Charges were filed and dismissed against a Centre County man who filed a lawsuit in August against the Grange Fair and 14 people.
Now he is suing the state trooper, Benjamin Clark, who charged him. Wayne A. Dreibelbis Jr. filed the second lawsuit Thursday in U.S. Middle District Court.
The lawsuits stem from an alleged incident Aug. 21, 2015, when Dreibelbis operated a drone at the fairgrounds. The act drew the ire of several employees who allegedly escalated the incident verbally and physically.
Clark responded to the incident at the Grange Fair where Dreibelbis was allegedly detained by security personnel. He interviewed security and Dreibelbis, who told him his version of events and also played a recording on his phone to show he was not “disruptive, disorderly, belligerent and aggressive” as security members had claimed.
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Dreibelbis left the fairgrounds after the interview with Clark, and the state trooper filed charges on Oct. 13, 2015. The lawsuit claims the case was “based on misrepresentation of fact and was unsustainable.”
At a Jan. 19, 2016, trial, Clark allegedly elicited false testimony from security members, according to court documents. District Judge Thomas Jordan dismissed the charges against Dreibelbis after being shown the cellphone recording.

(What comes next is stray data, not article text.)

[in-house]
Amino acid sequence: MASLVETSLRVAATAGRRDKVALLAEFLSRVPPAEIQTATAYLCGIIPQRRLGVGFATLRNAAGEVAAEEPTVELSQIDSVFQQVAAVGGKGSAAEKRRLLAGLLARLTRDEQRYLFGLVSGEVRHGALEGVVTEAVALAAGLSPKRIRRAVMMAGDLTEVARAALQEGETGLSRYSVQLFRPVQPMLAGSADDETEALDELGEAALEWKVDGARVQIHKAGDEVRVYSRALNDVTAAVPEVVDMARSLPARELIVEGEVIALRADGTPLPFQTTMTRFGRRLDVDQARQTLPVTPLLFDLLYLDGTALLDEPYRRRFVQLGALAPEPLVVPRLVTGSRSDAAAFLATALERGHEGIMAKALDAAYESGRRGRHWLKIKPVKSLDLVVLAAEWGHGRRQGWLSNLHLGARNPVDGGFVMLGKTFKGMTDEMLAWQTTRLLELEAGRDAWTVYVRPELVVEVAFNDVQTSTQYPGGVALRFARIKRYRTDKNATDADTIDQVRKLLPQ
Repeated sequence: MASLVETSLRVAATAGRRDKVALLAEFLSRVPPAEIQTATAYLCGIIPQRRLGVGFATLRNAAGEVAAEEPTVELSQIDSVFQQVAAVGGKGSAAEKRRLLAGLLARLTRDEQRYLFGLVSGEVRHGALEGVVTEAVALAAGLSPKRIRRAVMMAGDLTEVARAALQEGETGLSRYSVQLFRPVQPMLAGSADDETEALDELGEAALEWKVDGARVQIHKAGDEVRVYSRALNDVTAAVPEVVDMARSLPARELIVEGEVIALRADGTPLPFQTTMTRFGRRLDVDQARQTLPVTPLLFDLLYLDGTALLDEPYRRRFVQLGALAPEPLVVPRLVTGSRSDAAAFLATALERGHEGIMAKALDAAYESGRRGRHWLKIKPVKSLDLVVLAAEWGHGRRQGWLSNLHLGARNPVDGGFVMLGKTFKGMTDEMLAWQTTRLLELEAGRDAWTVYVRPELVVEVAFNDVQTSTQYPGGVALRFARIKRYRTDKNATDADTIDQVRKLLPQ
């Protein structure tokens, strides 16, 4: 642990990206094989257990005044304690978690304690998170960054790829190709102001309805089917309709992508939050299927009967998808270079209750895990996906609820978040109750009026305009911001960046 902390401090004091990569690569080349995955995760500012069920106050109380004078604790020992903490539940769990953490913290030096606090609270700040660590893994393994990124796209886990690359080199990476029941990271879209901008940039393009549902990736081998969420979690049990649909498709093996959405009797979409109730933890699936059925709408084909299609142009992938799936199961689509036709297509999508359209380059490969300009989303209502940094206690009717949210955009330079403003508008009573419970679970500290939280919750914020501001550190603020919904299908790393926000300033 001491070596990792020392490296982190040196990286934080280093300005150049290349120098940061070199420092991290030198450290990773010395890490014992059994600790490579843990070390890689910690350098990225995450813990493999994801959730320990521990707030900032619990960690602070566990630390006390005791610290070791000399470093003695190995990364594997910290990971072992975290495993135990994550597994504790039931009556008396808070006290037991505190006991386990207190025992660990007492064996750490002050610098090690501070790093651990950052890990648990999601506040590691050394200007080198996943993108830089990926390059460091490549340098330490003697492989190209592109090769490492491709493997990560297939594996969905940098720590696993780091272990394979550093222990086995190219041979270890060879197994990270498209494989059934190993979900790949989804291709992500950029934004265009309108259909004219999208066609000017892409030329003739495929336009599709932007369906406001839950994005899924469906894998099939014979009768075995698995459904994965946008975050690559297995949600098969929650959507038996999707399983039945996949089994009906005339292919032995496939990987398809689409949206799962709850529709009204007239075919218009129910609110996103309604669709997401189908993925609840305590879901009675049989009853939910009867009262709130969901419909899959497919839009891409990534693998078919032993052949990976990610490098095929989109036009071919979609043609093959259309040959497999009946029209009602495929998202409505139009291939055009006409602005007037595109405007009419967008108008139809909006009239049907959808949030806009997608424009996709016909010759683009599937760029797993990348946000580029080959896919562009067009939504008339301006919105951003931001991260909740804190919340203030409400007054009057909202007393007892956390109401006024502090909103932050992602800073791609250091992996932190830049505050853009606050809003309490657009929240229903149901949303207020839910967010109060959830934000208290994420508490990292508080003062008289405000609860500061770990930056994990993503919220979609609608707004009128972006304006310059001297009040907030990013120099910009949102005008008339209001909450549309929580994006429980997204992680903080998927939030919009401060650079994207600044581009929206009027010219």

The lawsuit against Clark alleges malicious prosecution, malicious abuse of process and violation of civil rights under the first and 14th amendments of the United States Constitution. The lawsuit has requested unspecified monetary damages.
The lawsuits said Grange Fair employees approached Dreibelbis in a “hurried and aggressive manner” due to his use of a drone.
Grange Fair trailer camp secretary George Witherite, who was named in the first lawsuit, allegedly plucked the drone from the air when Dreibelbis tried to land it, the lawsuit said, and caused damage to the machine. Witherite and several employees were allegedly “menacing” toward Dreibelbis and told him he could not operate a drone at the fairgrounds
Dreibelbis said in the first lawsuit he claimed he was allowed to operate the drone, but agreed to put the drone in his vehicle. As he put it away, Dreibelbis said the drone had been damaged, which allegedly caused the defendants to be “increasingly aggressive, boisterous and hostile.” He tried to leave the fairgrounds after the argument continued, but several employees allegedly surrounded his vehicle.
Dreibelbis said he got out of the vehicle and was tackled to the ground by several of the defendants, who said state police had been summoned.
The first lawsuit called the altercation an unprovoked case of assault and battery. It also alleged false imprisonment, trespass to personal property, intentional infliction of emotional distress, a violation of civil and first amendment rights against all defendants, civil conspiracy and concerted tortuous conduct against all defendants and alleges negligence by the Grange Fair.
Dreibelbis is seeking an amount of monetary damages in the first lawsuit that would “exceed the jurisdictional limits for arbitration, together with punitive damages, the costs of the suit” and further relief. The jurisdictional limit is $50,000.